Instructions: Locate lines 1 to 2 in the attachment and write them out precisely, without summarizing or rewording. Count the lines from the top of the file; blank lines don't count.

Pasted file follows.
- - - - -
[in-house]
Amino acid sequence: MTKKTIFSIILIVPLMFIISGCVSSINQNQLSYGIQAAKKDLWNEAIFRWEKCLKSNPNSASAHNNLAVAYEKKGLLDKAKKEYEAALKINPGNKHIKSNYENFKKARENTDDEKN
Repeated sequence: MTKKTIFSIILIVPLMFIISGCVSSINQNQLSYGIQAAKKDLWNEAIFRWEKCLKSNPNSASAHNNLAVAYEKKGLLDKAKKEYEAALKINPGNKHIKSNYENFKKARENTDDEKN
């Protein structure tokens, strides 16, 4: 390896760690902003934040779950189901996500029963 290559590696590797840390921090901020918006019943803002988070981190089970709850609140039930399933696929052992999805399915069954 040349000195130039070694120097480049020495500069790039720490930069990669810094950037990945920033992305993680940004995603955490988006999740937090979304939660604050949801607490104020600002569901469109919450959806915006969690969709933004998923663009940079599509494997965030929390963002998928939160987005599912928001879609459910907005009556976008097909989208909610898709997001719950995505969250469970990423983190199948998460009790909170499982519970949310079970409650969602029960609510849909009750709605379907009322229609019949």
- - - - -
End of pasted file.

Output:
[in-house]
Amino acid sequence: MTKKTIFSIILIVPLMFIISGCVSSINQNQLSYGIQAAKKDLWNEAIFRWEKCLKSNPNSASAHNNLAVAYEKKGLLDKAKKEYEAALKINPGNKHIKSNYENFKKARENTDDEKN